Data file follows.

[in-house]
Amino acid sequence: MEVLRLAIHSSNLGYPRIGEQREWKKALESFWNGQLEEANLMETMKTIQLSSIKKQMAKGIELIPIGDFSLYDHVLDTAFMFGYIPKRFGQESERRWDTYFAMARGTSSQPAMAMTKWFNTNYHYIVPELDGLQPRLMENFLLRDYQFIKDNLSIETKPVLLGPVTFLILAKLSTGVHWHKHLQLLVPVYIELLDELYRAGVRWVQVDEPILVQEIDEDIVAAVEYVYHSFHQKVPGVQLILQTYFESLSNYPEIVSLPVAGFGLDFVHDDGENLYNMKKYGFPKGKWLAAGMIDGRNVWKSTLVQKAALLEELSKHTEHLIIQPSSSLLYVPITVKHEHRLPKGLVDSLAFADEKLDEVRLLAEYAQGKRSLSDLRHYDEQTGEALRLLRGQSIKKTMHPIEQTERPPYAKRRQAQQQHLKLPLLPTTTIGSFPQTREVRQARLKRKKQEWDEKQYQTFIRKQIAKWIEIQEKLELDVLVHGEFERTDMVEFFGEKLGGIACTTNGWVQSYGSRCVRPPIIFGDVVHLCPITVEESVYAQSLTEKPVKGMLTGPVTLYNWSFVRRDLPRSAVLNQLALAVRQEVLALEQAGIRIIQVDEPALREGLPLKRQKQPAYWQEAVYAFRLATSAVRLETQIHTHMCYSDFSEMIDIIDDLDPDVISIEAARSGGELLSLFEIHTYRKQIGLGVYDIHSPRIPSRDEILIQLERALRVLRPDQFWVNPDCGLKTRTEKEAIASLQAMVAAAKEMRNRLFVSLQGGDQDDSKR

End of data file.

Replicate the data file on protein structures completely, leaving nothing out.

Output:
[in-house]
Amino acid sequence: MEVLRLAIHSSNLGYPRIGEQREWKKALESFWNGQLEEANLMETMKTIQLSSIKKQMAKGIELIPIGDFSLYDHVLDTAFMFGYIPKRFGQESERRWDTYFAMARGTSSQPAMAMTKWFNTNYHYIVPELDGLQPRLMENFLLRDYQFIKDNLSIETKPVLLGPVTFLILAKLSTGVHWHKHLQLLVPVYIELLDELYRAGVRWVQVDEPILVQEIDEDIVAAVEYVYHSFHQKVPGVQLILQTYFESLSNYPEIVSLPVAGFGLDFVHDDGENLYNMKKYGFPKGKWLAAGMIDGRNVWKSTLVQKAALLEELSKHTEHLIIQPSSSLLYVPITVKHEHRLPKGLVDSLAFADEKLDEVRLLAEYAQGKRSLSDLRHYDEQTGEALRLLRGQSIKKTMHPIEQTERPPYAKRRQAQQQHLKLPLLPTTTIGSFPQTREVRQARLKRKKQEWDEKQYQTFIRKQIAKWIEIQEKLELDVLVHGEFERTDMVEFFGEKLGGIACTTNGWVQSYGSRCVRPPIIFGDVVHLCPITVEESVYAQSLTEKPVKGMLTGPVTLYNWSFVRRDLPRSAVLNQLALAVRQEVLALEQAGIRIIQVDEPALREGLPLKRQKQPAYWQEAVYAFRLATSAVRLETQIHTHMCYSDFSEMIDIIDDLDPDVISIEAARSGGELLSLFEIHTYRKQIGLGVYDIHSPRIPSRDEILIQLERALRVLRPDQFWVNPDCGLKTRTEKEAIASLQAMVAAAKEMRNRLFVSLQGGDQDDSKR